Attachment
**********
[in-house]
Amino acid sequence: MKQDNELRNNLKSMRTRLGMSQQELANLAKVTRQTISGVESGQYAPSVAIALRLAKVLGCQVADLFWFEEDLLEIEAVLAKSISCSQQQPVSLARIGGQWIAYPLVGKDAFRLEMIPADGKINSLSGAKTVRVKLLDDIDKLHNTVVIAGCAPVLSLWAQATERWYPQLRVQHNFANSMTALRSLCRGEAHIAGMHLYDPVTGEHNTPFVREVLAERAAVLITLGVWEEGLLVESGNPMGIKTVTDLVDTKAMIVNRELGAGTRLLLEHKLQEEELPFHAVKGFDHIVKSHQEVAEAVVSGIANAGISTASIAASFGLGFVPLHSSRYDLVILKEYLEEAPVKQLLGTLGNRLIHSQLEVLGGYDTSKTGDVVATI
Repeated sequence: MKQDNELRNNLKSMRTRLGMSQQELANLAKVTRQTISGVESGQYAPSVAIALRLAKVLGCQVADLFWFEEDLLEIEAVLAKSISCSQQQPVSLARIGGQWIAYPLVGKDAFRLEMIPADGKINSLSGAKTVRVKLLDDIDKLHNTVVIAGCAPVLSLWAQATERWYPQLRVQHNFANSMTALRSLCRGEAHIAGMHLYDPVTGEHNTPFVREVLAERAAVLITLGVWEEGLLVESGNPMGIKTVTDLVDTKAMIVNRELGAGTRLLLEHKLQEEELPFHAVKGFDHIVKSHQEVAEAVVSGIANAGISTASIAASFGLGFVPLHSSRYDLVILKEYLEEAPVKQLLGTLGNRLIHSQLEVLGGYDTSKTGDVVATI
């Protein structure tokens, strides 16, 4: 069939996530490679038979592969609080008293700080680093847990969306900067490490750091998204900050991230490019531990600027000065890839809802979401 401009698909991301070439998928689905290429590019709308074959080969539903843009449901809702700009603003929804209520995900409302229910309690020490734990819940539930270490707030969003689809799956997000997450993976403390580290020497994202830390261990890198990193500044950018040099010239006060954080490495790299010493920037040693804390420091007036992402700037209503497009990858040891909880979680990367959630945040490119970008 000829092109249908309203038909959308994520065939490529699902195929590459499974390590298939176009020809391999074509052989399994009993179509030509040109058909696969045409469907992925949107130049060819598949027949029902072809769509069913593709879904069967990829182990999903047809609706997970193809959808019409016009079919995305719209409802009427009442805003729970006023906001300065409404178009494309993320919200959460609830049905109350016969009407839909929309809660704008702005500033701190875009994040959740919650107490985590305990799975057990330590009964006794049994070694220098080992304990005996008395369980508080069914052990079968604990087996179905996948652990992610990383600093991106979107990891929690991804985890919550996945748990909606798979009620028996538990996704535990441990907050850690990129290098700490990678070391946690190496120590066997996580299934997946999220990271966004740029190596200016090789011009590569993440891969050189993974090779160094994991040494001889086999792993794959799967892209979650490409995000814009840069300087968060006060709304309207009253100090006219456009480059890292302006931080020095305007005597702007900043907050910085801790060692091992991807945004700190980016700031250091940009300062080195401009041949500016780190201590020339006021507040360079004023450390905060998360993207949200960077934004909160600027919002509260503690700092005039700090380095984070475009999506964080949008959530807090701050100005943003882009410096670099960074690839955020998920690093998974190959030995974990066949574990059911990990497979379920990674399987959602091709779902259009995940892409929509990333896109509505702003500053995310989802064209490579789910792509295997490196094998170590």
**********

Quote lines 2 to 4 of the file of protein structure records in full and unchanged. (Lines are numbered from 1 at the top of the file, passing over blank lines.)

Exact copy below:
Amino acid sequence: MKQDNELRNNLKSMRTRLGMSQQELANLAKVTRQTISGVESGQYAPSVAIALRLAKVLGCQVADLFWFEEDLLEIEAVLAKSISCSQQQPVSLARIGGQWIAYPLVGKDAFRLEMIPADGKINSLSGAKTVRVKLLDDIDKLHNTVVIAGCAPVLSLWAQATERWYPQLRVQHNFANSMTALRSLCRGEAHIAGMHLYDPVTGEHNTPFVREVLAERAAVLITLGVWEEGLLVESGNPMGIKTVTDLVDTKAMIVNRELGAGTRLLLEHKLQEEELPFHAVKGFDHIVKSHQEVAEAVVSGIANAGISTASIAASFGLGFVPLHSSRYDLVILKEYLEEAPVKQLLGTLGNRLIHSQLEVLGGYDTSKTGDVVATI
Repeated sequence: MKQDNELRNNLKSMRTRLGMSQQELANLAKVTRQTISGVESGQYAPSVAIALRLAKVLGCQVADLFWFEEDLLEIEAVLAKSISCSQQQPVSLARIGGQWIAYPLVGKDAFRLEMIPADGKINSLSGAKTVRVKLLDDIDKLHNTVVIAGCAPVLSLWAQATERWYPQLRVQHNFANSMTALRSLCRGEAHIAGMHLYDPVTGEHNTPFVREVLAERAAVLITLGVWEEGLLVESGNPMGIKTVTDLVDTKAMIVNRELGAGTRLLLEHKLQEEELPFHAVKGFDHIVKSHQEVAEAVVSGIANAGISTASIAASFGLGFVPLHSSRYDLVILKEYLEEAPVKQLLGTLGNRLIHSQLEVLGGYDTSKTGDVVATI
């Protein structure tokens, strides 16, 4: 069939996530490679038979592969609080008293700080680093847990969306900067490490750091998204900050991230490019531990600027000065890839809802979401 401009698909991301070439998928689905290429590019709308074959080969539903843009449901809702700009603003929804209520995900409302229910309690020490734990819940539930270490707030969003689809799956997000997450993976403390580290020497994202830390261990890198990193500044950018040099010239006060954080490495790299010493920037040693804390420091007036992402700037209503497009990858040891909880979680990367959630945040490119970008 000829092109249908309203038909959308994520065939490529699902195929590459499974390590298939176009020809391999074509052989399994009993179509030509040109058909696969045409469907992925949107130049060819598949027949029902072809769509069913593709879904069967990829182990999903047809609706997970193809959808019409016009079919995305719209409802009427009442805003729970006023906001300065409404178009494309993320919200959460609830049905109350016969009407839909929309809660704008702005500033701190875009994040959740919650107490985590305990799975057990330590009964006794049994070694220098080992304990005996008395369980508080069914052990079968604990087996179905996948652990992610990383600093991106979107990891929690991804985890919550996945748990909606798979009620028996538990996704535990441990907050850690990129290098700490990678070391946690190496120590066997996580299934997946999220990271966004740029190596200016090789011009590569993440891969050189993974090779160094994991040494001889086999792993794959799967892209979650490409995000814009840069300087968060006060709304309207009253100090006219456009480059890292302006931080020095305007005597702007900043907050910085801790060692091992991807945004700190980016700031250091940009300062080195401009041949500016780190201590020339006021507040360079004023450390905060998360993207949200960077934004909160600027919002509260503690700092005039700090380095984070475009999506964080949008959530807090701050100005943003882009410096670099960074690839955020998920690093998974190959030995974990066949574990059911990990497979379920990674399987959602091709779902259009995940892409929509990333896109509505702003500053995310989802064209490579789910792509295997490196094998170590």